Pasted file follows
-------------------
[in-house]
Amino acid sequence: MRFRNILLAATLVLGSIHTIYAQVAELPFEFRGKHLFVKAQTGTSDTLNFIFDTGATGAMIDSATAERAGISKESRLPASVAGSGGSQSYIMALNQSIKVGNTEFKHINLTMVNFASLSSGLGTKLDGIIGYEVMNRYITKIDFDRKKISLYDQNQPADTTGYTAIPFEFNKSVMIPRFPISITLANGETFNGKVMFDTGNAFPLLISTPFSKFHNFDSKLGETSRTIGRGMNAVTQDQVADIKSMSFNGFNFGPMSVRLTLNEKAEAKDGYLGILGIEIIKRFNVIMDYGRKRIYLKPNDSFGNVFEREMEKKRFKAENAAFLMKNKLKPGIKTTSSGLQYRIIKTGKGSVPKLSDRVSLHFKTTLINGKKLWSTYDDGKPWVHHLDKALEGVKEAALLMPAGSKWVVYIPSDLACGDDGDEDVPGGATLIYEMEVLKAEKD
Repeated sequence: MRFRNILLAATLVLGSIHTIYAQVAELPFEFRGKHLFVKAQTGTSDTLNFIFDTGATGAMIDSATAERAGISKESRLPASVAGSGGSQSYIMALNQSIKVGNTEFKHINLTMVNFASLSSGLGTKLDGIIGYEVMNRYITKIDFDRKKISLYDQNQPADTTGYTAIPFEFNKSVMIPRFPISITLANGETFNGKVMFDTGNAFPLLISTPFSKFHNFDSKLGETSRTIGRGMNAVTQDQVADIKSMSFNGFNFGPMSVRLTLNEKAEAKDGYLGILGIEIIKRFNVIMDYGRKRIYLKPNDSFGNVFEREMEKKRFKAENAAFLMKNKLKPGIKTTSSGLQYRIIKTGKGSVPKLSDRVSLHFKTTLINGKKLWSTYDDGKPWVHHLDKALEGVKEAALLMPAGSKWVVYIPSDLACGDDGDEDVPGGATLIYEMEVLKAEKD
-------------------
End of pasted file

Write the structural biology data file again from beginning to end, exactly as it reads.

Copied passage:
[in-house]
Amino acid sequence: MRFRNILLAATLVLGSIHTIYAQVAELPFEFRGKHLFVKAQTGTSDTLNFIFDTGATGAMIDSATAERAGISKESRLPASVAGSGGSQSYIMALNQSIKVGNTEFKHINLTMVNFASLSSGLGTKLDGIIGYEVMNRYITKIDFDRKKISLYDQNQPADTTGYTAIPFEFNKSVMIPRFPISITLANGETFNGKVMFDTGNAFPLLISTPFSKFHNFDSKLGETSRTIGRGMNAVTQDQVADIKSMSFNGFNFGPMSVRLTLNEKAEAKDGYLGILGIEIIKRFNVIMDYGRKRIYLKPNDSFGNVFEREMEKKRFKAENAAFLMKNKLKPGIKTTSSGLQYRIIKTGKGSVPKLSDRVSLHFKTTLINGKKLWSTYDDGKPWVHHLDKALEGVKEAALLMPAGSKWVVYIPSDLACGDDGDEDVPGGATLIYEMEVLKAEKD
Repeated sequence: MRFRNILLAATLVLGSIHTIYAQVAELPFEFRGKHLFVKAQTGTSDTLNFIFDTGATGAMIDSATAERAGISKESRLPASVAGSGGSQSYIMALNQSIKVGNTEFKHINLTMVNFASLSSGLGTKLDGIIGYEVMNRYITKIDFDRKKISLYDQNQPADTTGYTAIPFEFNKSVMIPRFPISITLANGETFNGKVMFDTGNAFPLLISTPFSKFHNFDSKLGETSRTIGRGMNAVTQDQVADIKSMSFNGFNFGPMSVRLTLNEKAEAKDGYLGILGIEIIKRFNVIMDYGRKRIYLKPNDSFGNVFEREMEKKRFKAENAAFLMKNKLKPGIKTTSSGLQYRIIKTGKGSVPKLSDRVSLHFKTTLINGKKLWSTYDDGKPWVHHLDKALEGVKEAALLMPAGSKWVVYIPSDLACGDDGDEDVPGGATLIYEMEVLKAEKD